They scraped together shacks out of what they could find and have been living there in exile from Port Au Prince since then. For seven years, they have survived on this is a sunbaked, dusty slope.  There is no infrastructure -- no roads, no power, and no water source. This means people are thirsty, and dirty.  It means that they can't grow gardens.   They can't wash clothes, or clean cuts.   The people were walking miles to a dirty river to fetch water in buckets every day.  Which also means that they were spending a lot of time on that which could have been used in better ways.    IYF Ministries found out about it and set up a clean-water program about a year ago.  For $165 a sponsor can pay for a week of water. This covers 10,500 gallons per week and is used by 500-600 people   

This is such an important thing. We were so happy to be able to fund raise to be able to pay for the water truck for both weeks that we are here!   

This morning we helped with the water distribution. This is how it goes: 

There are about ten large 100gallon rain barrels lined up.  And the villagers begin to gather.  Young and old, they come, carrying 5-gallon buckets, and 1-gallon pails.   The crooked grandmothers, they come.   And the tiny toddlers, barely taller than the buckets they carry.   They form lines clutching containers whose labels testify to their past lives: laundry soap...vegetable litter...paint.... Anything that will hold the water that will sustain life for another week under the hot Haitian sun.  

And, so they gather, bearing their old bleach bottles and grasping their gasoline cans. And they form lines. And they wait. 
Today, the truck was late.  

There was no grumbling, no outward signs of impatience, just waiting.  But when the truck arrived, the mood started to change.  As ten or twelve 100-gallon plastic rain barrels were quickly lined up, the village stood, still in line, watching. There was no visible change that I can point to, so it is hard to describe, but there was a... tension. The air was just a little bit charged with the palpable tension of unanswered questions: Will I get enough water for the week?  Will there still be water by the time I get to the front of the line?  Will there be enough water for everyone? For me? Will there be any problems?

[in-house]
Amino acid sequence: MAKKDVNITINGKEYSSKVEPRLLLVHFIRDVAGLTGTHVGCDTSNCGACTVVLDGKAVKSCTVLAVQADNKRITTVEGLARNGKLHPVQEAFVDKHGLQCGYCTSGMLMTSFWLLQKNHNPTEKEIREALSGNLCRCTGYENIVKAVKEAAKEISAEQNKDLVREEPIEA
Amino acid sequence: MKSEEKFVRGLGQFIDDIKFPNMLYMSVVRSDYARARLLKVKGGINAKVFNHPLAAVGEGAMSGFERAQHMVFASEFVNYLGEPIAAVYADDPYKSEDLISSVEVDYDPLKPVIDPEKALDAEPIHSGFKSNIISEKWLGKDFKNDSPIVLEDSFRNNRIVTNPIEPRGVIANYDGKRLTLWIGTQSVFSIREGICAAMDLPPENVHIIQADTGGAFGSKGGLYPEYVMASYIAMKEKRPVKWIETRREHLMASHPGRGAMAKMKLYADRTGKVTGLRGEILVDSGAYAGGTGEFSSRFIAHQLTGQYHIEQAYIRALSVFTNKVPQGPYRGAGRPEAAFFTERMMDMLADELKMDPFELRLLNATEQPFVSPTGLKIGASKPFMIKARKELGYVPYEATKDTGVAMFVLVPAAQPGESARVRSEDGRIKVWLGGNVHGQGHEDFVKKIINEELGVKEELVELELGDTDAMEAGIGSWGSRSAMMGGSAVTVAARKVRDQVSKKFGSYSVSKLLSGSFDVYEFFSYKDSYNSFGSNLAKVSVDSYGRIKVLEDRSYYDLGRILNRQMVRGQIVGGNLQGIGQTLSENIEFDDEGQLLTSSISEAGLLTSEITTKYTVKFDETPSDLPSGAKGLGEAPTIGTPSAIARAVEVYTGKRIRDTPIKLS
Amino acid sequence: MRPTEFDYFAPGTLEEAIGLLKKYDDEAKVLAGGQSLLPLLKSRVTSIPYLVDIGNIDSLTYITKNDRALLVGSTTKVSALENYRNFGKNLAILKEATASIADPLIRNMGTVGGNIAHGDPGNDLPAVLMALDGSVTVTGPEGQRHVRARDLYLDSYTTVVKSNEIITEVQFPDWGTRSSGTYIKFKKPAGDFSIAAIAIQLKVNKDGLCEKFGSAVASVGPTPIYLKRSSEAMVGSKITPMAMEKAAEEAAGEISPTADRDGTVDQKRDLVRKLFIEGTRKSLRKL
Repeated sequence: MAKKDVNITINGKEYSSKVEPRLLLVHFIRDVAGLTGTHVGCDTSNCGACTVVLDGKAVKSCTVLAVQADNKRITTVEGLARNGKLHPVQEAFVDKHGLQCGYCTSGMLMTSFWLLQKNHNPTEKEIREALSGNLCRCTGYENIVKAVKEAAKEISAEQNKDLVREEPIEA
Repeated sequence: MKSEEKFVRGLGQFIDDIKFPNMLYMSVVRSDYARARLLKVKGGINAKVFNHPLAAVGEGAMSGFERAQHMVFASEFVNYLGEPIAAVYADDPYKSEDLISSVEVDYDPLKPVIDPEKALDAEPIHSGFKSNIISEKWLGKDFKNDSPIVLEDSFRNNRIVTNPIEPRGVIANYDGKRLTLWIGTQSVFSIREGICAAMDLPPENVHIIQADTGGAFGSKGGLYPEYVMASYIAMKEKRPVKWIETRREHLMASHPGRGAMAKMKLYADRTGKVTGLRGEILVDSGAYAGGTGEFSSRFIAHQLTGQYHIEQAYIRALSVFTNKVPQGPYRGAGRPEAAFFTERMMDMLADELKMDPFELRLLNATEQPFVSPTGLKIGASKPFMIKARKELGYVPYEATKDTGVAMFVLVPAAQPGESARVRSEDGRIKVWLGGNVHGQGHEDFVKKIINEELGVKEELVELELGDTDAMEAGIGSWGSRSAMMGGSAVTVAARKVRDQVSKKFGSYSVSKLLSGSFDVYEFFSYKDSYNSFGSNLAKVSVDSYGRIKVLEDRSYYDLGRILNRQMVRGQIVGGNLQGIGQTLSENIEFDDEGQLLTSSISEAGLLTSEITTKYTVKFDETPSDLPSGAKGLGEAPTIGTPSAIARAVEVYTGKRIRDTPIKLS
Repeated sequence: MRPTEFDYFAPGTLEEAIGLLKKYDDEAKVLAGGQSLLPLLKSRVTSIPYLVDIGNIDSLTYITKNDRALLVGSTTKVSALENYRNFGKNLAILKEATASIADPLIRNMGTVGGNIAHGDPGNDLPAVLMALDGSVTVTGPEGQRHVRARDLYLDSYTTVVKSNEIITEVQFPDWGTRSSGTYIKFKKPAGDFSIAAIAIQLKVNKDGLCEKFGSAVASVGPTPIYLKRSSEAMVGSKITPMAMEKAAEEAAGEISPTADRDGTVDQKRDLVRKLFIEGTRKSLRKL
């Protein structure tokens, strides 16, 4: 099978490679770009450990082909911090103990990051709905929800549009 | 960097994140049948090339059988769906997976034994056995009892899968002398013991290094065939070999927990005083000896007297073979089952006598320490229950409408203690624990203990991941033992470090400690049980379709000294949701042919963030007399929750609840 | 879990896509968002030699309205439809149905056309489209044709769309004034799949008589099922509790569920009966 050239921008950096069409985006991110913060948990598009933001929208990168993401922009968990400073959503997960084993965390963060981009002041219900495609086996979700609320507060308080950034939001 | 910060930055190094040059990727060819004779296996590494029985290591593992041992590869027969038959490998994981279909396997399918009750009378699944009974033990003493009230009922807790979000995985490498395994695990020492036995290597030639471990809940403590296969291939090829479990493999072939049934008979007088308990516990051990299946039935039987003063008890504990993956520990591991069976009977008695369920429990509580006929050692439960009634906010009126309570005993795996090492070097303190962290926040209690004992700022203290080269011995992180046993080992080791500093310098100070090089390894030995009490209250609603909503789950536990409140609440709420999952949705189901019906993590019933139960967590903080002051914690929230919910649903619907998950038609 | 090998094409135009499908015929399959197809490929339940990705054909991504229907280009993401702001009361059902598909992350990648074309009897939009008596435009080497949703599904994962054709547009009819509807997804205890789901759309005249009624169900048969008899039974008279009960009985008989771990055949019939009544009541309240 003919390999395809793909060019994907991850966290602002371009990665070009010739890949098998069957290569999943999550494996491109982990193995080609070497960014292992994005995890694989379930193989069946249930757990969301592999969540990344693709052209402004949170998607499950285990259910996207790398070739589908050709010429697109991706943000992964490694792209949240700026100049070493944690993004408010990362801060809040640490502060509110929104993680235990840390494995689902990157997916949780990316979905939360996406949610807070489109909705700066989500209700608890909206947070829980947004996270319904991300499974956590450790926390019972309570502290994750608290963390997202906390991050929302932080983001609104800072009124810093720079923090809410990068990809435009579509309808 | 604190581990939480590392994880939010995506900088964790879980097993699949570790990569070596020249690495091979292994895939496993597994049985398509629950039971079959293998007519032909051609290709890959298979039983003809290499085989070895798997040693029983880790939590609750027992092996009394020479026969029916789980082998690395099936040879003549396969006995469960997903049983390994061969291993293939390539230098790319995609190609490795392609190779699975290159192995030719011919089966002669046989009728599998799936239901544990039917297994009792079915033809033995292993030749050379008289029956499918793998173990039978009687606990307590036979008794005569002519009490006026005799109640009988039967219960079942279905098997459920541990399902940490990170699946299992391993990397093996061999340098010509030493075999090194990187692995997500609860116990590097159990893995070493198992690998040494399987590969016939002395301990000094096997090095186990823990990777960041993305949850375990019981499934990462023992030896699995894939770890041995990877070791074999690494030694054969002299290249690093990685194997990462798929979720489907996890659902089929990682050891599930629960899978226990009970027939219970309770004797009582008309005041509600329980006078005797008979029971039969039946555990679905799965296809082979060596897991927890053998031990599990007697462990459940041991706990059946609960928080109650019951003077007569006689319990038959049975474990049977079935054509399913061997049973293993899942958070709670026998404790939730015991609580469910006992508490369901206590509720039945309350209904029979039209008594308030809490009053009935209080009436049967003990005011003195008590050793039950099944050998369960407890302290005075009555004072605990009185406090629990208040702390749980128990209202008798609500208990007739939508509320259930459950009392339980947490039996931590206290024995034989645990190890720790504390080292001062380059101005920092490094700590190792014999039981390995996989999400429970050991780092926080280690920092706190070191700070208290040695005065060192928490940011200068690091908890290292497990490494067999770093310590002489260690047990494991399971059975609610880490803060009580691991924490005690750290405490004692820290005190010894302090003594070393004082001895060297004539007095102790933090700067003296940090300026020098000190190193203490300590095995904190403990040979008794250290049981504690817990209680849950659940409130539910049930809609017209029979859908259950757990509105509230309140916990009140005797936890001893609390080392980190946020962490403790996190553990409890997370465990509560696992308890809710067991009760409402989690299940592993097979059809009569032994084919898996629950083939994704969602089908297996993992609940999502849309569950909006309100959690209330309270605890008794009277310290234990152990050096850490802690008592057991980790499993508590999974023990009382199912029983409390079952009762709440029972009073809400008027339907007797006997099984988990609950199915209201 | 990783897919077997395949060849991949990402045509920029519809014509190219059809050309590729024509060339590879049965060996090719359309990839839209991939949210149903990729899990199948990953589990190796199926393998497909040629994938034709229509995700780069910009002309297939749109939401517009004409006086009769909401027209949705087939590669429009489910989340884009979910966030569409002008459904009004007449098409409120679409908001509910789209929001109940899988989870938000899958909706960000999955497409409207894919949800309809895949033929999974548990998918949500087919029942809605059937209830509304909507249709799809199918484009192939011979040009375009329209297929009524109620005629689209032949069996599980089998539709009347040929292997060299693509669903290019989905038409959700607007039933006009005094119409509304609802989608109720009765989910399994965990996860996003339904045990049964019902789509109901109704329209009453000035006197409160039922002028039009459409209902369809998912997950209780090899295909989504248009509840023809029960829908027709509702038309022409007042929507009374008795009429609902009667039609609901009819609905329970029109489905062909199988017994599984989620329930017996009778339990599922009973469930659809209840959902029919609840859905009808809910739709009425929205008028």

A large fire hose was laid out. A valve turned.  The hose grew plump and a man wrestled its end to the farthest plastic barrel.  As the barrel filled, he grasped the hose with both arms and used his torso as leverage to flop the end to the neighboring barrel. A wave splashed out onto the front of the line.  They remained impassive in manner, showing neither interest nor concern about their now soaked clothes. (I may have imagined this, but it seemed that they were deliberately impassive -- and I  had a flash of both pain at their situation and admiration for their response; it is not my forte to bear wrongs patiently.)   The filling of barrels continued with the fire hose being directed at each for as long as it took to fill it and then moved immediately to the next, and up and down the line.   In the meanwhile, we had smaller buckets and as soon as each barrel was filled, we were to fill the buckets of the villagers by scooping water from the barrel into their containers.  This is where the jostling began, as each person hastened to the front of the line, anxious to ensure that they received the water to sustain them until the truck returns again.  The kids scooped water as fast as they could into the buckets.   And as each bucket was filled, a new one was presented.  

 It is hot hard work. The kids did a good job.  They helped deliver water to people for whom water means everything.  And that is a big deal. But, as is so often the case in Haiti, I think today was another day where we actually received far more than we gave.  I think that the biggest gift here was in the opportunity our kids had as a result of this experience.  It is hard to have a day like today, without it resulting in some real growth, mentally and spiritually. I think it was great for the kids to be in a situation to reflect a little on how we live.  This was a chance to reflect a little on just what access to clean water means. On the ways in which we sometimes take the simple things for granted.  On what it means to have. have not.  And, on how things that are "simple" for us - like serving water - are actually far more nuanced when we view them through the lens of solidarity.  

So, as I said... 

It was a good day today.  

But, hard. 

Some Bench Building Action!